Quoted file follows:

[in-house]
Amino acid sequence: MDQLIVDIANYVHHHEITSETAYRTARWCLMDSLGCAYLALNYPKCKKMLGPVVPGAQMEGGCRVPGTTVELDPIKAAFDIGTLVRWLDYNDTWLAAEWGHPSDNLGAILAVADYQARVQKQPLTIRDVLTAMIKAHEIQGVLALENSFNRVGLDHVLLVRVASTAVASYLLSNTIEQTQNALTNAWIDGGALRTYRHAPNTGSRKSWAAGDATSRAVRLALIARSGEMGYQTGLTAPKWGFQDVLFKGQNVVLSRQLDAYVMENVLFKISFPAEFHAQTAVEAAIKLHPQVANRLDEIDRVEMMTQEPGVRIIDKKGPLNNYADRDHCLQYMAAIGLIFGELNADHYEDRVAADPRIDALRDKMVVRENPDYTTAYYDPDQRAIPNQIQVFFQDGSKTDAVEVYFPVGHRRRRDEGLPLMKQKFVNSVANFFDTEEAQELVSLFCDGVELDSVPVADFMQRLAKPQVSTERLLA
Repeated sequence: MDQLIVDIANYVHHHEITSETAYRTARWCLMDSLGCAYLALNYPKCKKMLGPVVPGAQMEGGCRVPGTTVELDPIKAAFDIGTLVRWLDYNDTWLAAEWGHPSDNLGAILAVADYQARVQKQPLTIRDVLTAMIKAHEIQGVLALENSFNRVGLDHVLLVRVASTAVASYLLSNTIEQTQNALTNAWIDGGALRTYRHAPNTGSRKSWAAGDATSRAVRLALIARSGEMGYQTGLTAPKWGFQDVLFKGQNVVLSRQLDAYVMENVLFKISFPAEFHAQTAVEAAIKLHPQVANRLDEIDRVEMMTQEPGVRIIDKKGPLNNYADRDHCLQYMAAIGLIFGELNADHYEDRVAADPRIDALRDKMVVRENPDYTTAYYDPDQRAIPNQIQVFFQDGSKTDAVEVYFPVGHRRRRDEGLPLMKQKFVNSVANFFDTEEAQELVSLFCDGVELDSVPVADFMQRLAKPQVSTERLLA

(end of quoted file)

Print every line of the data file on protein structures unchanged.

[in-house]
Amino acid sequence: MDQLIVDIANYVHHHEITSETAYRTARWCLMDSLGCAYLALNYPKCKKMLGPVVPGAQMEGGCRVPGTTVELDPIKAAFDIGTLVRWLDYNDTWLAAEWGHPSDNLGAILAVADYQARVQKQPLTIRDVLTAMIKAHEIQGVLALENSFNRVGLDHVLLVRVASTAVASYLLSNTIEQTQNALTNAWIDGGALRTYRHAPNTGSRKSWAAGDATSRAVRLALIARSGEMGYQTGLTAPKWGFQDVLFKGQNVVLSRQLDAYVMENVLFKISFPAEFHAQTAVEAAIKLHPQVANRLDEIDRVEMMTQEPGVRIIDKKGPLNNYADRDHCLQYMAAIGLIFGELNADHYEDRVAADPRIDALRDKMVVRENPDYTTAYYDPDQRAIPNQIQVFFQDGSKTDAVEVYFPVGHRRRRDEGLPLMKQKFVNSVANFFDTEEAQELVSLFCDGVELDSVPVADFMQRLAKPQVSTERLLA
Repeated sequence: MDQLIVDIANYVHHHEITSETAYRTARWCLMDSLGCAYLALNYPKCKKMLGPVVPGAQMEGGCRVPGTTVELDPIKAAFDIGTLVRWLDYNDTWLAAEWGHPSDNLGAILAVADYQARVQKQPLTIRDVLTAMIKAHEIQGVLALENSFNRVGLDHVLLVRVASTAVASYLLSNTIEQTQNALTNAWIDGGALRTYRHAPNTGSRKSWAAGDATSRAVRLALIARSGEMGYQTGLTAPKWGFQDVLFKGQNVVLSRQLDAYVMENVLFKISFPAEFHAQTAVEAAIKLHPQVANRLDEIDRVEMMTQEPGVRIIDKKGPLNNYADRDHCLQYMAAIGLIFGELNADHYEDRVAADPRIDALRDKMVVRENPDYTTAYYDPDQRAIPNQIQVFFQDGSKTDAVEVYFPVGHRRRRDEGLPLMKQKFVNSVANFFDTEEAQELVSLFCDGVELDSVPVADFMQRLAKPQVSTERLLA